In the world of Relativity, there are three sources of gravity, each being orthogonal to the two others. Each inhabitant lives in one of the gravity wells, where normal physical laws apply. There are sixteen characters, spread between each gravity source, six in one and five each in the other two. The apparent confusion of the lithograph print comes from the fact that the three gravity sources are depicted in the same space.

The structure has seven stairways, and each stairway can be used by people who belong to two different gravity sources. This creates interesting phenomena, such as in the top stairway, where two inhabitants use the same stairway in the same direction and on the same side, but each using a different face of each step; thus, one descends the stairway as the other climbs it, even while moving in the same direction nearly side-by-side. In the other stairways, inhabitants are depicted as climbing the stairways upside-down, but based on their own gravity source, they are climbing normally.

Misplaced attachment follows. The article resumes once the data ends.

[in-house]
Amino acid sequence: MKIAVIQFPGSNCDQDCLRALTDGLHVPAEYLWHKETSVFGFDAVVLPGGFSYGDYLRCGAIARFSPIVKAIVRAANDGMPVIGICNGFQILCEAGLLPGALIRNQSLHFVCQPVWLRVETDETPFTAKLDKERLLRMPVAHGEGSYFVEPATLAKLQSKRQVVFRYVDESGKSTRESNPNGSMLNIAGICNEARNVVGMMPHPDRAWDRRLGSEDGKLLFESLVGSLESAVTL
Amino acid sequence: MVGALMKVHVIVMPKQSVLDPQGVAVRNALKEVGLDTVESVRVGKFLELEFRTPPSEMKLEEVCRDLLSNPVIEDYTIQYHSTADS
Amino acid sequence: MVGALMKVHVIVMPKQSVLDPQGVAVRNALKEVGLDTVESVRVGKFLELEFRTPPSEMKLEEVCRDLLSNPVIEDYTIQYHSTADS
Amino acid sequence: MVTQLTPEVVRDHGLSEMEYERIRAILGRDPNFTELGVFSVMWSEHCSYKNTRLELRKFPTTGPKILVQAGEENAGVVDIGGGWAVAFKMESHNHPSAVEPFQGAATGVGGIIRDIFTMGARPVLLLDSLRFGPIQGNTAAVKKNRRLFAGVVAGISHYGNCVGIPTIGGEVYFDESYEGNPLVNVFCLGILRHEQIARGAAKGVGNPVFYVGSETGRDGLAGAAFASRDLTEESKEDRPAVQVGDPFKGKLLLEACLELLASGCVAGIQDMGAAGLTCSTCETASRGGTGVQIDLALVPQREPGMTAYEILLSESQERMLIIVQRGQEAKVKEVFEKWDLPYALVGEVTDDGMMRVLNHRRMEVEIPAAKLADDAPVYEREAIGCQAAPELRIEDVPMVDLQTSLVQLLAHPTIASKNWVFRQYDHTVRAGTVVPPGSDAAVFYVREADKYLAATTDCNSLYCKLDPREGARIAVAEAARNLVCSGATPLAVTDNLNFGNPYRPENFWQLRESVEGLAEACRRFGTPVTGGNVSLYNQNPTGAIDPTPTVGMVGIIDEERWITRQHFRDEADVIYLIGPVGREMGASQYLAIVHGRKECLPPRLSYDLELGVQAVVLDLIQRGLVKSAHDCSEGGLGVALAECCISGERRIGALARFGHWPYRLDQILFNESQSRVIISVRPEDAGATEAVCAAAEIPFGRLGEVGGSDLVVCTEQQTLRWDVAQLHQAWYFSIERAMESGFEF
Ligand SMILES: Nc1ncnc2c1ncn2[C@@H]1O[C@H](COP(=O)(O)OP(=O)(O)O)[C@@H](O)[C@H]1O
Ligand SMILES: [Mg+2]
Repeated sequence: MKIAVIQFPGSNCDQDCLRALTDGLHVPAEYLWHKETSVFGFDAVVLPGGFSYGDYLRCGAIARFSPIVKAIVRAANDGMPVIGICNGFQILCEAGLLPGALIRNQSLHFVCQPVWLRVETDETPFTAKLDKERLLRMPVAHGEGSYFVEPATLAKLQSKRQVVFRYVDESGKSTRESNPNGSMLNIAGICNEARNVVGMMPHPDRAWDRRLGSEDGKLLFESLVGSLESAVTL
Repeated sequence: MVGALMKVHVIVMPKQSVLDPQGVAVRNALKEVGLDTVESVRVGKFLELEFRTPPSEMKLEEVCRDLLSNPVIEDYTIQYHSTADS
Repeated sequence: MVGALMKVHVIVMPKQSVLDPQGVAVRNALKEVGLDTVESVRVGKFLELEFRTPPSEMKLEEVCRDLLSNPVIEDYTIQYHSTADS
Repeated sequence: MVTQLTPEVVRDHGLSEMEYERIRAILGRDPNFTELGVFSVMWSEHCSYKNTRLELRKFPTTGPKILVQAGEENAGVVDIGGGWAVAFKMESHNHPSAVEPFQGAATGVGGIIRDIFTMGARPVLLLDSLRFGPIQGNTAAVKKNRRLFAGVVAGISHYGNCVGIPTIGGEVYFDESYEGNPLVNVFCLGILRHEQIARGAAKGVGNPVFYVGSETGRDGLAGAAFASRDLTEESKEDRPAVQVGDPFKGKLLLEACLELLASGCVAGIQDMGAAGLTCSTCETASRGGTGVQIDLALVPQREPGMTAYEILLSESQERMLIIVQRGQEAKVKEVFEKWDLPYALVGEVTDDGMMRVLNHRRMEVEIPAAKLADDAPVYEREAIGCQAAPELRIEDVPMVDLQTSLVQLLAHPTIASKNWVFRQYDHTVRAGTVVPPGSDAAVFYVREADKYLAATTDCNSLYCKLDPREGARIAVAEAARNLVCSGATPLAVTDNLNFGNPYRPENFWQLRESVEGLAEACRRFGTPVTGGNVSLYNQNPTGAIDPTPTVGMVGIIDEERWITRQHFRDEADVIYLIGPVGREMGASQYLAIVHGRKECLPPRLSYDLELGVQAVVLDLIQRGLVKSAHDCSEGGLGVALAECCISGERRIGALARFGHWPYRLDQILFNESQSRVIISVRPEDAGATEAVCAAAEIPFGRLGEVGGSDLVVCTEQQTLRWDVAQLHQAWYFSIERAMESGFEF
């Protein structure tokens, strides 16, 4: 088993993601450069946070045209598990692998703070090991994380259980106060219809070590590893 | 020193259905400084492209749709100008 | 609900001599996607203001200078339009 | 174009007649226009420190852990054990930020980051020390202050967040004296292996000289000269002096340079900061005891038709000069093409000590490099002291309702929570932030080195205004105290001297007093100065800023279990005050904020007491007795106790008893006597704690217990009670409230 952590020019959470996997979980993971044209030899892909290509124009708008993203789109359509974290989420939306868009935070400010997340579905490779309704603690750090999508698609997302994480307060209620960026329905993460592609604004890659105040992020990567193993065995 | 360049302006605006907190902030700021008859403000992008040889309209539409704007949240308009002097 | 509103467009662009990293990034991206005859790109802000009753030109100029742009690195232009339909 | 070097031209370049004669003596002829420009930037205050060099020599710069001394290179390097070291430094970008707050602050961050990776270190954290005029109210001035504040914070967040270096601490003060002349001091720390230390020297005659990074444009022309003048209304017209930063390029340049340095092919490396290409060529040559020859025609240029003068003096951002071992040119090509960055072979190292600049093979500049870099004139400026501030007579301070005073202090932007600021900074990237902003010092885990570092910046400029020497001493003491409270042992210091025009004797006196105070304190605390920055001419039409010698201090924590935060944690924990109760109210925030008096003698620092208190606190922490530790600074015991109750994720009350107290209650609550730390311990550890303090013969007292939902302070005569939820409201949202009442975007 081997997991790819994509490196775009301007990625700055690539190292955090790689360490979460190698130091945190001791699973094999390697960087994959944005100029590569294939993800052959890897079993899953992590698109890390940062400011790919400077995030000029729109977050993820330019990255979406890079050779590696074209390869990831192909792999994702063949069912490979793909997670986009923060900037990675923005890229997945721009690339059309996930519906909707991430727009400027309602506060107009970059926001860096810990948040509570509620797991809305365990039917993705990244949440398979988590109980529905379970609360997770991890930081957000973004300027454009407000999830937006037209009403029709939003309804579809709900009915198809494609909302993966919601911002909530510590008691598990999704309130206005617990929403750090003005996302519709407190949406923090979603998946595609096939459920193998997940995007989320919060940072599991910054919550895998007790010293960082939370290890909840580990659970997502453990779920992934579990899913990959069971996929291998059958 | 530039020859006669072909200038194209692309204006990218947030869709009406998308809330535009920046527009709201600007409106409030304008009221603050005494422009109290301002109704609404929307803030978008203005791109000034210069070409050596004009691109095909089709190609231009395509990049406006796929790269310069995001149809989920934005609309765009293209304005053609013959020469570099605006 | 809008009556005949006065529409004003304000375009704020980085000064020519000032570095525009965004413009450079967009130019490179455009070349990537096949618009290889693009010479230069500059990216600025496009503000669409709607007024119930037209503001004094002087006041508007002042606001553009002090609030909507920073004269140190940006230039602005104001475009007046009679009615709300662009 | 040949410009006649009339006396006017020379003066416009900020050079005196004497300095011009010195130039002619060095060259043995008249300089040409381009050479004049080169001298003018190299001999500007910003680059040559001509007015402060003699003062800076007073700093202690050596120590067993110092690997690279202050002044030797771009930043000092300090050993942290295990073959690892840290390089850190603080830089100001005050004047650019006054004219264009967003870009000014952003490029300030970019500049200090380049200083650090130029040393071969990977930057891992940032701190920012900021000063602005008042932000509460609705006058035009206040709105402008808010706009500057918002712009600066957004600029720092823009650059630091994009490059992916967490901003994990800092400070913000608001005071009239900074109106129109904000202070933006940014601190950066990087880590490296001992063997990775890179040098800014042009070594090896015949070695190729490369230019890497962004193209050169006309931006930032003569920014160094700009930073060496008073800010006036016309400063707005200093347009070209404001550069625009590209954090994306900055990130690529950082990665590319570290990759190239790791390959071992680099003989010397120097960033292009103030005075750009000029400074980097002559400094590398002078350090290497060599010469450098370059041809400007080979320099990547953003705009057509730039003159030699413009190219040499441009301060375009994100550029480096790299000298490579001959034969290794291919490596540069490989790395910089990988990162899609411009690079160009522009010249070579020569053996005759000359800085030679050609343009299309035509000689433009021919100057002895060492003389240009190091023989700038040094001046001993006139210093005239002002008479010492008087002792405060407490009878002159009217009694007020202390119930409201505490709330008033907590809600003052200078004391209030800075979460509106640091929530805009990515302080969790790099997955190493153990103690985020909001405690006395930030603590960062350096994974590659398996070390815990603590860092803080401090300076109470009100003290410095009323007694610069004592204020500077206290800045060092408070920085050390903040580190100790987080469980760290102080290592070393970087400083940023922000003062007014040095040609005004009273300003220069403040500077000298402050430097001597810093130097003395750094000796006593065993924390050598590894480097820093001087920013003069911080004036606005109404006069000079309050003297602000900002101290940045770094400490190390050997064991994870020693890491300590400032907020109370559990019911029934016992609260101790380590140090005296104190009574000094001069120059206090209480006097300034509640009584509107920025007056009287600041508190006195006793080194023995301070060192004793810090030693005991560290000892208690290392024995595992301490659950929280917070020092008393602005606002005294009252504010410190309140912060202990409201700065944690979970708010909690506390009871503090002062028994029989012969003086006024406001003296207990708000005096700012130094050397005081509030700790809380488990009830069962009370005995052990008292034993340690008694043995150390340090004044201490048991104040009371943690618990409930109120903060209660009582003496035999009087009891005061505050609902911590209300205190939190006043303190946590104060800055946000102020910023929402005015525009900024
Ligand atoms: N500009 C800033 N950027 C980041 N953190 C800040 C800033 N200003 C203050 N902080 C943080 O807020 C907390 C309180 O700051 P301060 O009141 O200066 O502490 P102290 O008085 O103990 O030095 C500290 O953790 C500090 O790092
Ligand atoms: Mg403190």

Each of the three parks belongs to one of the gravity wells. All but one of the doors seem to lead to basements below the parks. Though physically possible, such basements are certainly unusual and add to the surreal effect of the picture.

This is one of Escher’s most popular works and has been used in a variety of ways, as it can be appreciated both artistically and scientifically. Interrogations about perspective and the representation of three-dimensional images in a two-dimensional picture are at the core of Escher’s work, and Relativity represents one of his greatest achievements in this domain.

Metamorphosis in Three Stages

Metamorphosis I, Maurits Cornelis Escher, 1937

 
 

The concept of this work is to morph one image into a tessellated pattern, then gradually to alter the outlines of that pattern to become an altogether different image. From left to right, the image begins with a depiction of the coastal Italian town of Atrani, Coast of Amalfi.